Review: Boardman SPORT/e MTB

17 June 2014

“Great value junior cross-country bike that inspires confidence”


Boardman SPORT/e MTB




13.5 kg / 29.7 lbs (without pedals)


Halfords –

About the Bike

Boardman’s junior MTB fills the gap between cheaper bikes which are styled like mountain bikes but really aren’t very suitable for proper off-road use, and much more expensive MTBs like Whyte Bikes 401 and Islabikes Creig 26.

Some children aged 9 to 12 (the typical age range that the SPORT/e MTB will fit, depending on your particular child) will ride a 13”/14” frame extra-small sized adult model from big brands like Giant or Specialized. Those are often great bikes but they aren’t proportionally-sized for children, and crucially they usually have cranks that are too long. So, as a £300 MTB specifically designed for children, the Boardman has an opportunity to carve its own niche here. You can watch our video of it in action.


Geometry and Fit

Actual top tube (centre-to-centre)


Horizontal “virtual” top tube (centre-to-centre)


Seat tube (centre-to-centre)


Seat tube (centre-to-top)


Crank length


Handlebar width


Handlebar stem (centre-to-centre)


Like Boardman’s junior hybrid, the MTB’s frame is designed with a very steeply sloping top tube which gives a nice low standover height for short legs and allows the rider to manouvre the bike easily on tricky terrain and obstacles. The frame is short enough to bring the bars close enough to a small rider.

The bike needs to accommodate suspension forks and it also has a fairly long head tube for such a small bike, so the handlebars are positioned a little higher than we would like. Smallest riders will probably want to flip the stem and place it beneath all of the spacers to move the bars as low as possible.

Crank length is one of the most important aspects of proportional bike design for children, and the Boardman’s 160mm cranks are correct for a bike this size.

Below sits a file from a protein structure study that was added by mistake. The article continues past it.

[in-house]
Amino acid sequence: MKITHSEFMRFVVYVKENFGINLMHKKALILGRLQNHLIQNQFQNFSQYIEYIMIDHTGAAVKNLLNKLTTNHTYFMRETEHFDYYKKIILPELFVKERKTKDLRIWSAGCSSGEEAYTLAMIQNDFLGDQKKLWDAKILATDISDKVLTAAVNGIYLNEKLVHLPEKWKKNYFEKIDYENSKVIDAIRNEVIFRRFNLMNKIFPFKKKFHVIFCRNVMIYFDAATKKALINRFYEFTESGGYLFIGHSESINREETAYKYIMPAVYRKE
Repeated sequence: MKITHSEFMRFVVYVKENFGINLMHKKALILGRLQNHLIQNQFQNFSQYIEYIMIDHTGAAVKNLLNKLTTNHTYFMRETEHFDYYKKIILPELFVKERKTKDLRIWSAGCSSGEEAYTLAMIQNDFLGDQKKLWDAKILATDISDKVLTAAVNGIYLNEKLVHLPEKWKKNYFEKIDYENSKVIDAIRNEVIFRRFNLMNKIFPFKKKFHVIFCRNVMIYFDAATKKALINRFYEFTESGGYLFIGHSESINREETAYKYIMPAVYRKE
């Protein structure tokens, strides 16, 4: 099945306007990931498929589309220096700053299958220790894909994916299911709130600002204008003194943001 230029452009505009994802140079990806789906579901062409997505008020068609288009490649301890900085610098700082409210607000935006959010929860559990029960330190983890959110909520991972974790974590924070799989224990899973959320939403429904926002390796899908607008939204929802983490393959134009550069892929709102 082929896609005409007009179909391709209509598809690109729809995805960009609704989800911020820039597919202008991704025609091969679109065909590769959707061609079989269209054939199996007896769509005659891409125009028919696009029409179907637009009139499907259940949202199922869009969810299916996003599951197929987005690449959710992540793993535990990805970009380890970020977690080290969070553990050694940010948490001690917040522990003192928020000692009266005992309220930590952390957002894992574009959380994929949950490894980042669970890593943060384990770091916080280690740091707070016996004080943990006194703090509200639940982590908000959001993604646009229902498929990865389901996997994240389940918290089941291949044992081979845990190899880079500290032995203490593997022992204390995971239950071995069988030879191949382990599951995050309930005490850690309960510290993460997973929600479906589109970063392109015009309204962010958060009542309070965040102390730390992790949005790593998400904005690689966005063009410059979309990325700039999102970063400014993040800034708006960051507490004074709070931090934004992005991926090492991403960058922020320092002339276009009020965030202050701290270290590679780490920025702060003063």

The MTB’s 540mm-wide flat handlebars and its 60mm stem are in proportion with the rest of the bike and its typical rider too, and so is its junior saddle.


The SPORT/e MTB weighs 13.5 kg (29.7 lbs) without pedals. That’s not unusual for an inexpensive MTB, but it’s 2 kg more than a lightweight specialist MTB like the Islabikes Creig 26. A small rider typically weighing 30 to 35 kg will certainly notice that extra weight when climbing or when accelerating the bike out of a slow speed corner. However, when you consider that losing those 2 kg would cost another £400, the weight penalty suddenly seems far less significant!

Frame and Forks

The MTB’s glossy black aluminium frame shows off the trademark Boardman smooth welds beautifully. And with its bright green and white contrasts it looks just like Boardman’s adult Team 650b MTB frame – very smart!

The junior bike’s frame design mirrors the adult Boardman hardtail models too, with the same shaping of the individual tubes and the beefy junction of the head tube/seat tube/top tube.

We noticed that there are braze-ons for a rear disc brake to be fitted if ever required too.

It’s difficult for manufacturers to fit an effective suspension fork to a mountain bike costing less than £500. Forks costing less than £200 tend to use a coil spring, and that’s what the Boardman uses. Such forks don’t have the adjustability or damping control of more expensive air suspension forks. Cheaper coil forks can be heavy too, weighing up to 2kg. It’s even more of a difficult area for children’s bikes, as the rider’s bodyweight will be less than half of an adult’s – a fork designed for an adult will be far less effective for a child and it will feel much too stiff.

Our young test riders were familiar with the feel of well-adjusted air-sprung forks and, in comparison, they didn’t sense the SPORT/e MTB’s SR SunTour 3020 fork with 63mm travel was very effective for them. They felt that the fork was too stiff. You have to remember that the whole bike costs just £300 though.






Wheels and Tyres

Having tested Boardman’s new junior hybrid and road bike we were already familiar with the MTB’s Boardman-branded E4P double wall rims and its quick-release hubs. The wheels were well-built and they withstood some heavy off-road use without any distortion.

The tyres aren’t particularly light nor supple but, even with Boardman’s buying power, you’re not going to find high-quality MTB tyres worth £60 a pair on a bike at this level. Fitting better tyres when funds allow would be a worthwhile upgrade though. The standard tyres do have a good grippy tread though which had no problems in mud during our testing.

If you’ve already seen our reviews of the two other new Boardman junior bikes, you’ll know that they both have a rear hub with a thread for a screw-on 7-speed freewheel rather than being a freehub (i.e. where the freewheel mechanism is integrated into the hub itself, and the sprockets are mounted on to it in the form of a cassette). The SPORT/e MTB shares the same specification, and we’d like a 8-speed freehub & cassette here instead.